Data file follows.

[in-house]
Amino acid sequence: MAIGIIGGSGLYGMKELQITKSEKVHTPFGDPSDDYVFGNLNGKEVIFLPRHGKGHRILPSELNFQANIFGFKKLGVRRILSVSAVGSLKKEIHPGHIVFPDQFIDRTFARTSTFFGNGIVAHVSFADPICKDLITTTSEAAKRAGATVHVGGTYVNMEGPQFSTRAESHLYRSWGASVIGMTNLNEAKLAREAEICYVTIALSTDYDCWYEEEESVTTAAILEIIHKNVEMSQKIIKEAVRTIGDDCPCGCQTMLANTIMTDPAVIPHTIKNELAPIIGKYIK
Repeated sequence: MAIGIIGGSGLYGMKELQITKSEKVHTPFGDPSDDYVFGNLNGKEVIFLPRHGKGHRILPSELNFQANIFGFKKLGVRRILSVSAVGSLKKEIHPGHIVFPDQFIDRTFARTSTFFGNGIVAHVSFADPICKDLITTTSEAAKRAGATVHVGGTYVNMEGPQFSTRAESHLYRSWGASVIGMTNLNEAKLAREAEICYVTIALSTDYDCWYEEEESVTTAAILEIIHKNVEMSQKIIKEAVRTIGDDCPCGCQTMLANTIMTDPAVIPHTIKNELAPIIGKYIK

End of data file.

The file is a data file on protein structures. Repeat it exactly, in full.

[in-house]
Amino acid sequence: MAIGIIGGSGLYGMKELQITKSEKVHTPFGDPSDDYVFGNLNGKEVIFLPRHGKGHRILPSELNFQANIFGFKKLGVRRILSVSAVGSLKKEIHPGHIVFPDQFIDRTFARTSTFFGNGIVAHVSFADPICKDLITTTSEAAKRAGATVHVGGTYVNMEGPQFSTRAESHLYRSWGASVIGMTNLNEAKLAREAEICYVTIALSTDYDCWYEEEESVTTAAILEIIHKNVEMSQKIIKEAVRTIGDDCPCGCQTMLANTIMTDPAVIPHTIKNELAPIIGKYIK
Repeated sequence: MAIGIIGGSGLYGMKELQITKSEKVHTPFGDPSDDYVFGNLNGKEVIFLPRHGKGHRILPSELNFQANIFGFKKLGVRRILSVSAVGSLKKEIHPGHIVFPDQFIDRTFARTSTFFGNGIVAHVSFADPICKDLITTTSEAAKRAGATVHVGGTYVNMEGPQFSTRAESHLYRSWGASVIGMTNLNEAKLAREAEICYVTIALSTDYDCWYEEEESVTTAAILEIIHKNVEMSQKIIKEAVRTIGDDCPCGCQTMLANTIMTDPAVIPHTIKNELAPIIGKYIK